Ten years on, it remains difficult to forecast financial instability. However, progress is afoot to improve the understanding of important links between the financial sector and the economy. We now understand better how financial vulnerabilities can amplify negative shocks and hurt output and employment.

Twice a year, the IMF comes out with its latest analysis of global financial stability risks in the Global Financial Stability Report, where it continues to initiate improvements in a framework for financial stability monitoring. Den Rest des Beitrags lesen »

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Drivers of Declining Labor Share of Income

Posted by hkarner - 11. April 2017

Posted on by iMFdirect

By Mai Chi Dao, Mitali Das, Zsoka Koczan, and Weicheng Lian

After being largely stable in many countries for decades, the share of national income paid to workers has been falling since the 1980s. Chapter 3 of the April 2017 World Economic Outlook finds that this trend is driven by rapid progress in technology and global integration.


Labor’s share of income declines when wages grow more slowly than productivity, or the amount of output per hour of work. The result is that a growing fraction of productivity gains has been going to capital. And since capital tends to be concentrated in the upper ends of the income distribution, falling labor income shares are likely to raise income inequality.IMF.WEOChap3.Apr2017_chart2.jpg

Trending down

In advanced economies, labor income shares began trending down in the 1980s. They reached their lowest level of the past half century just prior to the global financial crisis of 2008, and have not recovered materially since. Labor income shares now are almost 4 percentage points lower than they were in 1970.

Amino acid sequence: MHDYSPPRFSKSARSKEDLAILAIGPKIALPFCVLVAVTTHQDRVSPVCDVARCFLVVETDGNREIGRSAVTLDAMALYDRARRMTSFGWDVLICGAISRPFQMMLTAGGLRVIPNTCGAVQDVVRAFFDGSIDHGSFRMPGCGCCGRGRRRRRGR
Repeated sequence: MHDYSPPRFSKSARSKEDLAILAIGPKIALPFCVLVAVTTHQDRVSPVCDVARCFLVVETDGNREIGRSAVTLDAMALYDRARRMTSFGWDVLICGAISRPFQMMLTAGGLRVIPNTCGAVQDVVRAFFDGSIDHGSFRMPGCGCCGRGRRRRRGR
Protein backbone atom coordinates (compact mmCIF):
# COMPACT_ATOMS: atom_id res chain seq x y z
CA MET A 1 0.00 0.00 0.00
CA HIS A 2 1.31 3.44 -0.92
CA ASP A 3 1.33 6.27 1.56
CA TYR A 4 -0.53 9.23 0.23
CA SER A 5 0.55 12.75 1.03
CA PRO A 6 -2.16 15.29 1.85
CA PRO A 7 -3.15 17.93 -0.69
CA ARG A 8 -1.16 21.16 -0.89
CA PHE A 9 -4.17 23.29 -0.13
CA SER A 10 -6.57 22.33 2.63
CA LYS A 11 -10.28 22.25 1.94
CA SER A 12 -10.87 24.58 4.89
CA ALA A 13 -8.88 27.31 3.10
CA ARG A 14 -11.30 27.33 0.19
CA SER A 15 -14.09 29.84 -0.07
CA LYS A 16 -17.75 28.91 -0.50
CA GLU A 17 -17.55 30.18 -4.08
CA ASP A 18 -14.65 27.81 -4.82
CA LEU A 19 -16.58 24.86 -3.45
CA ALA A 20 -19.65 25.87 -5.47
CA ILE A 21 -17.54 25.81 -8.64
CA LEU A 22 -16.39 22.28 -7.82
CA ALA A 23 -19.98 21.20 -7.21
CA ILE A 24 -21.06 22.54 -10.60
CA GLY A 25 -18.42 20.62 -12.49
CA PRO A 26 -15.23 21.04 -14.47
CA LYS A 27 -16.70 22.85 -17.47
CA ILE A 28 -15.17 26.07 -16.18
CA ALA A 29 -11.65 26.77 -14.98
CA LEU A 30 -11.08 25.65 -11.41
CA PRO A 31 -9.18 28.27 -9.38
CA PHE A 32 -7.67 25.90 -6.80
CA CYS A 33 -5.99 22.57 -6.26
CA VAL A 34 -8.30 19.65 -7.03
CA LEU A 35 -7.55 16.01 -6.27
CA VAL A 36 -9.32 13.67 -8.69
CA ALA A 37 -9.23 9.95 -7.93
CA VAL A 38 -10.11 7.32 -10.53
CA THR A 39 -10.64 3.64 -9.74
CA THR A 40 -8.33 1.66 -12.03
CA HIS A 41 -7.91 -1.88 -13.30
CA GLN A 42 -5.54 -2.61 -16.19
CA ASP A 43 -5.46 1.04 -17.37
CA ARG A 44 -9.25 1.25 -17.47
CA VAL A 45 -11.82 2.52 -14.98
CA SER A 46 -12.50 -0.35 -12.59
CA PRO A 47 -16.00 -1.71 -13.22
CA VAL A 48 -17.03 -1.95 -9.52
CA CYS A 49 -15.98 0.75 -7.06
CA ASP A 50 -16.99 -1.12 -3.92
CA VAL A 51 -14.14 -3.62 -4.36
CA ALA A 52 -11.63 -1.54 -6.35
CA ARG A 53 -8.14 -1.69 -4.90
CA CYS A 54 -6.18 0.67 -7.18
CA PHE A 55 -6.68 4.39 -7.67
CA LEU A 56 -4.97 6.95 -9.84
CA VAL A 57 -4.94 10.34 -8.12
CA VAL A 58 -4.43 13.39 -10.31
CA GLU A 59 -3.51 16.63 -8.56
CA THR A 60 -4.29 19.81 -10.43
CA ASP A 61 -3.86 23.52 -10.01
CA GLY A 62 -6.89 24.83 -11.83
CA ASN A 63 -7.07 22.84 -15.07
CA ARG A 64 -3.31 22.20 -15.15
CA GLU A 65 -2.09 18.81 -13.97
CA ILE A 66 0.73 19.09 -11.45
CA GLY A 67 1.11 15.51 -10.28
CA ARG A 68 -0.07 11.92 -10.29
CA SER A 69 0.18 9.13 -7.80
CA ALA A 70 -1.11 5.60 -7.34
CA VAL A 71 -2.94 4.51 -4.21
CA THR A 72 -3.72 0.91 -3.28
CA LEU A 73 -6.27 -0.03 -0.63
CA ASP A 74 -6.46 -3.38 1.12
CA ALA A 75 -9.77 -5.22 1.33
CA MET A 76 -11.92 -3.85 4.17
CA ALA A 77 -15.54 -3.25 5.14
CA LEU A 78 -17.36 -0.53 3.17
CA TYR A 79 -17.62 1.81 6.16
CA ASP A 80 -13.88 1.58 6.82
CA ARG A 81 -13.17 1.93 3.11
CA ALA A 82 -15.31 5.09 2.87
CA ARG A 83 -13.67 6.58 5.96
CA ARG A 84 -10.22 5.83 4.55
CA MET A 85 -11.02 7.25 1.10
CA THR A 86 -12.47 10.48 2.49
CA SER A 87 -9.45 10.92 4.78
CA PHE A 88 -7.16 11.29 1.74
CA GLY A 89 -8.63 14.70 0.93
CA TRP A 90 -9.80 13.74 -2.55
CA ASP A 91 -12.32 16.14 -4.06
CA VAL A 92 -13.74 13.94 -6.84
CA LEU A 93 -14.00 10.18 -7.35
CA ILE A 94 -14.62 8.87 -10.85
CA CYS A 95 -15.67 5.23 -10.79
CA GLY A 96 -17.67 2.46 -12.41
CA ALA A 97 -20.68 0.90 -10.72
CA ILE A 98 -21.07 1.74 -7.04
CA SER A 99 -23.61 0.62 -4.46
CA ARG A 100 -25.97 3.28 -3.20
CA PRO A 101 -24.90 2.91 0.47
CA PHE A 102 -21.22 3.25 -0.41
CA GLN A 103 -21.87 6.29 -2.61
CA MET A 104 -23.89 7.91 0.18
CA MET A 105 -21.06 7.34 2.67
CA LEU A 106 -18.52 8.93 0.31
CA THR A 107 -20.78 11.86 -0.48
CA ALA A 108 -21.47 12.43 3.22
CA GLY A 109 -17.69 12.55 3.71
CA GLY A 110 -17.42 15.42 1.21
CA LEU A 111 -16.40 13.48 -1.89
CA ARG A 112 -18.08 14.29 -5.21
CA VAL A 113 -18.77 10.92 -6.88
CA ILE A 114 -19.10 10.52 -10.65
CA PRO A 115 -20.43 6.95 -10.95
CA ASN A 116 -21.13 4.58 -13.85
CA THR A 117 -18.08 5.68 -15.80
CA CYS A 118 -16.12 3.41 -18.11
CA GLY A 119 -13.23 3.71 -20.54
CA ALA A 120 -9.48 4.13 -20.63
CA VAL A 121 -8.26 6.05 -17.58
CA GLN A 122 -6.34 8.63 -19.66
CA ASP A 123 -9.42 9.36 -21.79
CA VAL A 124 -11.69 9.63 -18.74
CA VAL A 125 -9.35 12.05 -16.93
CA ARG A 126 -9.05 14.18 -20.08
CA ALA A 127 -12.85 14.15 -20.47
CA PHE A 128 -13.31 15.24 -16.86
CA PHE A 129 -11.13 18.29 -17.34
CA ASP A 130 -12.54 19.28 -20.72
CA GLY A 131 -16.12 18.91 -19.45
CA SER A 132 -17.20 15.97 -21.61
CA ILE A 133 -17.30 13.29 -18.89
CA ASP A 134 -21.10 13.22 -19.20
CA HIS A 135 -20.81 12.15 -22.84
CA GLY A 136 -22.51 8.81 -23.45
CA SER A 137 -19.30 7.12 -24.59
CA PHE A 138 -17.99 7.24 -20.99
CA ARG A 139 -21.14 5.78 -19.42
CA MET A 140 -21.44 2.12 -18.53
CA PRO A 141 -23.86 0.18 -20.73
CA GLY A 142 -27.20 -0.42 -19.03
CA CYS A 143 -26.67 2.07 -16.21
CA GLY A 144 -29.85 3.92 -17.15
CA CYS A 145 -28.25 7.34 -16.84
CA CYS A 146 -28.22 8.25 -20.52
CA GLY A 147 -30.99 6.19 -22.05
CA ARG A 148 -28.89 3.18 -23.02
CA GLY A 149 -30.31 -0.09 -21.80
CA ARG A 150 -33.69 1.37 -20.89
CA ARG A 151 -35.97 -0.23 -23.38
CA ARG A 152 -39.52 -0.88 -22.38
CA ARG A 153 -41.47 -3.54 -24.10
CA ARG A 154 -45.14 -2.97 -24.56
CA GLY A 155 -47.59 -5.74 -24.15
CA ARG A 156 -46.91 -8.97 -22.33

Despite more limited data, labor shares have also declined in emerging market and developing economies since the early 1990s. This is especially the case for the larger economies in this group. In China, for example, despite impressive gains in poverty reduction over the past two decades, labor shares still fell by almost 3 percentage points.

Indeed, as growth remains subpar in many countries, an increasing recognition that the gains from growth have not been broadly shared has strengthened a backlash against economic integration and bolstered support in favor of inward-looking policies. This is especially the case in several advanced economies.

Our study takes an in-depth look at the symptoms and drivers of this downward trend in labor share of income.

Technology: a key driver in advanced economies Den Rest des Beitrags lesen »

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How an Extended Period of Low Growth Could Reshape the Financial Industry

Posted by hkarner - 8. April 2017

Posted on by iMFdirect

By Gaston Gelos and Jay Surti

Versions in Français (French), Русский (Russian), and Español (Spanish)